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Humanity's Long Road To Colonizing The Moon

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We've only been seriously trying for almost 400 years. We'll figure it out eventually.

1600s: The British Empire Tries to Take to the Stars

1600s: The British Empire Tries to Take to the Stars

John Wilkins, a British inventor in the 1640s, was the first person to attempt to reach the moon with manned flight. Convinced the moon was populated by an alien people he called the Selenites, Wilkins was adamant that Britain reach them in order to open up trade routes.

His plans were more wooden chariot than proper spaceship, consisting of a feathered vessel propelled by gunpowder. Thirty years and several scientific breakthroughs in physics and astronomy later, it was determined Wilkins' ideas were not yet feasible.

Image by John Gara/Buzzfeed

1835: The Great Moon Hoax Revitalizes Desire to Colonize the Moon

1835: The Great Moon Hoax Revitalizes Desire to Colonize the Moon

In the summer of 1835, the New York Sun published the astonishing findings of John Herschel, one of the most famous astronomers of the time. As the story went, Herschel used a cutting-edge piece of technology called a "hydro-oxygen magnifier" to invent a telescope capable of 42,000x zoom and aimed it at the moon. What he saw there was beyond belief…literally.

Massive trees, sandy beaches, majestic waterfalls, and more were projected onto Herschel's wall vis his new telescope. Lunar bison, lunar waterfowl, and lunar goats were living alongside Vespertilio-homo, or the sentient lunar Man-Bat. A race of beautiful, angelic creatures ruled the moon, and some suspiciously humanlike creations populated the middle class. While the hoax was short-lived, it spawned a renewed desire to reach the moon, if only to see these wonders firsthand.

Source: victoriangothic.org

1890s: Father of Astronautics Declares Humanity Must Visit the Stars

1890s: Father of Astronautics Declares Humanity Must Visit the Stars

Konstantin E. Tsiolkovsky was a Russian scientist who is now considered the father of Astronautics and Rocket Dynamics. As early as 1876, he was writing about space travel, albeit in the form of science fiction. He proposed not only traveling beyond Earth, but that it was crucial to humanity's survival as a species, stating, "The Earth is the cradle of humanity, but mankind cannot stay in the cradle forever."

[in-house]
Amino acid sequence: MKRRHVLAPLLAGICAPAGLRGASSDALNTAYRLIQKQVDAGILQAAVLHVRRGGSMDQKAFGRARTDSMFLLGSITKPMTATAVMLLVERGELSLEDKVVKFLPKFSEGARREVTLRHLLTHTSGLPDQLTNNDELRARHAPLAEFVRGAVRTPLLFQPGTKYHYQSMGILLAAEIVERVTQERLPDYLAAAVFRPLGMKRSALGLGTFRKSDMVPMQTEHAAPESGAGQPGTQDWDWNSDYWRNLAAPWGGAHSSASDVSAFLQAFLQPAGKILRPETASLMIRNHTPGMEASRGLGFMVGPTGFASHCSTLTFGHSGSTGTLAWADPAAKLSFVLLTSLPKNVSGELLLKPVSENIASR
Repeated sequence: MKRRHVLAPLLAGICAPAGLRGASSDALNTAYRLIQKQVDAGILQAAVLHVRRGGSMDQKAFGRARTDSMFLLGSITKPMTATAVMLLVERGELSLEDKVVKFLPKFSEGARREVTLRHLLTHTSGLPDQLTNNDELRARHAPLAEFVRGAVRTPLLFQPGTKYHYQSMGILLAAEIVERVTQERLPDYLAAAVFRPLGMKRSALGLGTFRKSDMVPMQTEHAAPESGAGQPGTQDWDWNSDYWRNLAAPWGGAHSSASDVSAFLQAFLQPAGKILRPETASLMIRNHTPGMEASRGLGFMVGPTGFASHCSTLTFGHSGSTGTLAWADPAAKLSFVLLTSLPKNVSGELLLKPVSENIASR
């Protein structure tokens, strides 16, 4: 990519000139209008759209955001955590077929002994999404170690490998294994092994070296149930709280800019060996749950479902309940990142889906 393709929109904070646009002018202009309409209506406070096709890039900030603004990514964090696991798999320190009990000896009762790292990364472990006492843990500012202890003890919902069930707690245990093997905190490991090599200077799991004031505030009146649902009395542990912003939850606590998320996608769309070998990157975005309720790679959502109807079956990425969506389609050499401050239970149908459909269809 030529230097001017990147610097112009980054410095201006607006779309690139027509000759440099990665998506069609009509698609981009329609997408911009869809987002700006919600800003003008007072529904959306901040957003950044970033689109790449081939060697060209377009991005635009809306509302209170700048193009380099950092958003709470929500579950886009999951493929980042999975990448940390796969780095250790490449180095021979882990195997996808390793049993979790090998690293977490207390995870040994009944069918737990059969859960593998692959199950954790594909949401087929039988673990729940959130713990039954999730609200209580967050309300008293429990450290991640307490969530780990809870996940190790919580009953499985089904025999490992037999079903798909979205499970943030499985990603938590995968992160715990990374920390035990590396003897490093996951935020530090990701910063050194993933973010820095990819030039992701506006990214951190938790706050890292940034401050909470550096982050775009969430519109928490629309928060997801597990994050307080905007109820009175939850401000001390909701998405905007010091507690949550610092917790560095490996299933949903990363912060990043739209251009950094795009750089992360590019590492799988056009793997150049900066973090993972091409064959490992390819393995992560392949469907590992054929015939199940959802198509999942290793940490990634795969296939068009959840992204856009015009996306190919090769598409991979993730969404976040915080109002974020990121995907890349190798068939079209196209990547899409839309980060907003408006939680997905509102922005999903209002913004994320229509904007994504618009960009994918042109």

By the 1890s, Tsiolkovsky was well-known as a scientist, having moved from fictional musing to scientific papers on the subject. His visionary ideas included air-pressure locks, guided rockets, space habitats, and theories on how to deal with low or zero gravity. Tsiolkosvsky's formula dealing with the detailed calculations of the theoretical function of rockets in a vacuum are still considered crucial to the field of astronautics. During his life, he wrote over 500 scientific papers about rockets, spaceships, and moon and interstellar colonization.

Image by Fred T. Jane for "Guesses at Futurity" (1894)

1954: Arthur C. Clarke Proposes the First Practical Lunar Base Design

1954: Arthur C. Clarke Proposes the First Practical Lunar Base Design

A year before using his own plans in his novel Earthlight, Arthur C. Clarke announced plans for sustainable human habitation of the moon. Formed of inflatable igloo-shaped habitats covered in moon dust for insulation, colonies could maintain contact with one another with blow-up radio masts when not traveling via electric monorails. Power would come from nuclear reactors, and food would be grown on-site with hydroponic farms. Over time, Clarke proposed permanent domes of stronger material could be constructed, along with algae-based air purifiers and electromagnetic cannons to launch trade goods and fuel to interplanetary vessels orbiting the moon.


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